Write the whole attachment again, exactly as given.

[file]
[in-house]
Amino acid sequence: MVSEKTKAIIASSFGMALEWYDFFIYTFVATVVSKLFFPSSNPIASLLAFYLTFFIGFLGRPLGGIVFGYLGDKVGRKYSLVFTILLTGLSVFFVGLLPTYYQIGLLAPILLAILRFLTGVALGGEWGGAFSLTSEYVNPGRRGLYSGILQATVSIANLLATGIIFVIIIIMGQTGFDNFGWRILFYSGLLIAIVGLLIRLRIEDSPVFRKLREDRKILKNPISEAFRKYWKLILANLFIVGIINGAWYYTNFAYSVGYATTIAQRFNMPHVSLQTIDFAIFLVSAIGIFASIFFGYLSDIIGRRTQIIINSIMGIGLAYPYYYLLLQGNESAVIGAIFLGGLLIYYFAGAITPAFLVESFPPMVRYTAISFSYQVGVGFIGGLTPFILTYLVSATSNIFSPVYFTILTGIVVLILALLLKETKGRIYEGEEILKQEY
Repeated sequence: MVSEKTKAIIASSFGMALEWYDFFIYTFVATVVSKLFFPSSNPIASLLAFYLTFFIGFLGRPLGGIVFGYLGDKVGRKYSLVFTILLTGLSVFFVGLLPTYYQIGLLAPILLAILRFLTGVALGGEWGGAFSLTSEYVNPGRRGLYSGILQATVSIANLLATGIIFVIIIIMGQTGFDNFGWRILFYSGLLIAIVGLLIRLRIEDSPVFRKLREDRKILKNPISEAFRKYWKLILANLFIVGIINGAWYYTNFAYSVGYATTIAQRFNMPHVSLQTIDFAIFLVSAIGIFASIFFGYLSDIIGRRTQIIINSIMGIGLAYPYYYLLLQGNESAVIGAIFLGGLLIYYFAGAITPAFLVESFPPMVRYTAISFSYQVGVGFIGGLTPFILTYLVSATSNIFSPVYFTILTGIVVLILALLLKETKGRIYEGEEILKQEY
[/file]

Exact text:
[in-house]
Amino acid sequence: MVSEKTKAIIASSFGMALEWYDFFIYTFVATVVSKLFFPSSNPIASLLAFYLTFFIGFLGRPLGGIVFGYLGDKVGRKYSLVFTILLTGLSVFFVGLLPTYYQIGLLAPILLAILRFLTGVALGGEWGGAFSLTSEYVNPGRRGLYSGILQATVSIANLLATGIIFVIIIIMGQTGFDNFGWRILFYSGLLIAIVGLLIRLRIEDSPVFRKLREDRKILKNPISEAFRKYWKLILANLFIVGIINGAWYYTNFAYSVGYATTIAQRFNMPHVSLQTIDFAIFLVSAIGIFASIFFGYLSDIIGRRTQIIINSIMGIGLAYPYYYLLLQGNESAVIGAIFLGGLLIYYFAGAITPAFLVESFPPMVRYTAISFSYQVGVGFIGGLTPFILTYLVSATSNIFSPVYFTILTGIVVLILALLLKETKGRIYEGEEILKQEY
Repeated sequence: MVSEKTKAIIASSFGMALEWYDFFIYTFVATVVSKLFFPSSNPIASLLAFYLTFFIGFLGRPLGGIVFGYLGDKVGRKYSLVFTILLTGLSVFFVGLLPTYYQIGLLAPILLAILRFLTGVALGGEWGGAFSLTSEYVNPGRRGLYSGILQATVSIANLLATGIIFVIIIIMGQTGFDNFGWRILFYSGLLIAIVGLLIRLRIEDSPVFRKLREDRKILKNPISEAFRKYWKLILANLFIVGIINGAWYYTNFAYSVGYATTIAQRFNMPHVSLQTIDFAIFLVSAIGIFASIFFGYLSDIIGRRTQIIINSIMGIGLAYPYYYLLLQGNESAVIGAIFLGGLLIYYFAGAITPAFLVESFPPMVRYTAISFSYQVGVGFIGGLTPFILTYLVSATSNIFSPVYFTILTGIVVLILALLLKETKGRIYEGEEILKQEY